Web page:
Banking morals

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IT IS not the case that Fred Goodwin’s pension “entitlement” of £703,000pa was “later reduced to £350,000” as your extract from Iain Martin’s book states (your report, 12 September).

Under Royal Bank of Scotland rules, Goodwin took an “advance pension” as a tax-free lump-sum of £2.7 million, which reduced the £703,000 to £542,000 pa. After much pressure, he agreed to waive £200,000, leaving £342,000 as his initial annual pension, inflation-proofed. Therefore, his effective pension from age 51 is £503,000pa.

Your report also states the RBS board decided to treat him “in the normal way”, ie “as a good leaver”, which doubled his pension pot from its initial report of £8m to £16m. So, did all other good leavers down the RBS hierarchy have their pensions doubled? Moreover, independent actuaries said that £703,000 pa, at age 51, with spouse’s pension, 
index-linked, would have required a pot of more than £30m in the annuities market.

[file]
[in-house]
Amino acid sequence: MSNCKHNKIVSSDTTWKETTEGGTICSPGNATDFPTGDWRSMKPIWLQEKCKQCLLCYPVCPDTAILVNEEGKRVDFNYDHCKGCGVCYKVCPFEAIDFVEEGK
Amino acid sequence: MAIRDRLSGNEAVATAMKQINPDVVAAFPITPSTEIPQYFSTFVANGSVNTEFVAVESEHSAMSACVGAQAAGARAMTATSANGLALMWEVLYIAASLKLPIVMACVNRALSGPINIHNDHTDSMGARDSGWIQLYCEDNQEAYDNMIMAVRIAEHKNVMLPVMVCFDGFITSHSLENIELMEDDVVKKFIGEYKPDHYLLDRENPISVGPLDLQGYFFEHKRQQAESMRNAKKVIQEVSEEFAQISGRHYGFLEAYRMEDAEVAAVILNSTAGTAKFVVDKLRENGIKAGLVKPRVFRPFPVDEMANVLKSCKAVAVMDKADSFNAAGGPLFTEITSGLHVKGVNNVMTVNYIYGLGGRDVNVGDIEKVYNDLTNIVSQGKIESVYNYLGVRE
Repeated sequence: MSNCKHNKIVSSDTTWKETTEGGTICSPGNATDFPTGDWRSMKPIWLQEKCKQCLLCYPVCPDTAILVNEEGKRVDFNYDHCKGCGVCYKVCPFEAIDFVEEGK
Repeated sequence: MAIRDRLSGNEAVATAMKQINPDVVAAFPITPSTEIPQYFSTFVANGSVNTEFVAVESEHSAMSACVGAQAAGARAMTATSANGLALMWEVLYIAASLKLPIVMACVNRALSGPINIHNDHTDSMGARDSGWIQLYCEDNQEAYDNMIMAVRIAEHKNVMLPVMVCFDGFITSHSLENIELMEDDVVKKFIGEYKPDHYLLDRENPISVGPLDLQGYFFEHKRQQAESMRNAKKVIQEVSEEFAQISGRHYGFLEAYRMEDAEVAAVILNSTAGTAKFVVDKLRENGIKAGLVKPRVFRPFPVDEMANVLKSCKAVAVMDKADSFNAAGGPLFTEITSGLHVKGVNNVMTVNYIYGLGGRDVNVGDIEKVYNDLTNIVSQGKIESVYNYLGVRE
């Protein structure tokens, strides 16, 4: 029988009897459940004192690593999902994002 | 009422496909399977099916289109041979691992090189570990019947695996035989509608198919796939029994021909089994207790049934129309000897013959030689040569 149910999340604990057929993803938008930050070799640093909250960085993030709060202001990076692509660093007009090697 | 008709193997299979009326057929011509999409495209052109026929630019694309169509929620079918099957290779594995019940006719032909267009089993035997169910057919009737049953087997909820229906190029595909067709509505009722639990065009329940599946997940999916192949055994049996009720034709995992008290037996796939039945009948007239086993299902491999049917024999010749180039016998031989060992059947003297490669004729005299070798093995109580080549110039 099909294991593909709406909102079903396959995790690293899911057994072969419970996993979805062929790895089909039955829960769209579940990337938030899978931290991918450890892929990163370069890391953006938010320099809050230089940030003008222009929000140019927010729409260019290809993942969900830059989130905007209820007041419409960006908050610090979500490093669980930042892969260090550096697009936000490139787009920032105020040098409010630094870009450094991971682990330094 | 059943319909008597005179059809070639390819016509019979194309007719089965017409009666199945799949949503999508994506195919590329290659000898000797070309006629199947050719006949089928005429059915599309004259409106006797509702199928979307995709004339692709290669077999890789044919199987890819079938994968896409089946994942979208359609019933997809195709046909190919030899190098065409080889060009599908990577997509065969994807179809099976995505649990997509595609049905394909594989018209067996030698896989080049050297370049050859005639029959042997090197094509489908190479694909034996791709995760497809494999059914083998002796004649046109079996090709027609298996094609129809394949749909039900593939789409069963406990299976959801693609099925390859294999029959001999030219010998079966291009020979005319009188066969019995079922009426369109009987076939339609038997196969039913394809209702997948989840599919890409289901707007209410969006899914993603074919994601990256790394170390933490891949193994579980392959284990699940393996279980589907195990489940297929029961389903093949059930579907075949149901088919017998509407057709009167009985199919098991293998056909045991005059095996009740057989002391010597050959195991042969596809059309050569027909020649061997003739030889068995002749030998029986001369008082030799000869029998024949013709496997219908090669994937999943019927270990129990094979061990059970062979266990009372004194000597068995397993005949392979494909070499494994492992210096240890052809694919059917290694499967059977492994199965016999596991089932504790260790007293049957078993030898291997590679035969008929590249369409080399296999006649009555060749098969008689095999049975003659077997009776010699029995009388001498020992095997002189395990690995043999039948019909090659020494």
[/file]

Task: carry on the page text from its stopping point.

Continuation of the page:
Finally, in their evidence on 10 February, 2009, Goodwin and RBS chairman Sir Tom McKillop allowed the Treasury select committee to believe that his pot was £8m; no mention was made of its doubling nor of its true actuarial value. As Iain Martin says: “Incredibly, almost everything that caused the financial crisis was entirely legal.” Maybe so, but there remain issues of morality, greed and incompetence, which hardly square with the mottos and ethics of the professional institutes whose memberships still include several former directors of RBS.

John Birkett

Horseleys Park

St Andrews, Fife

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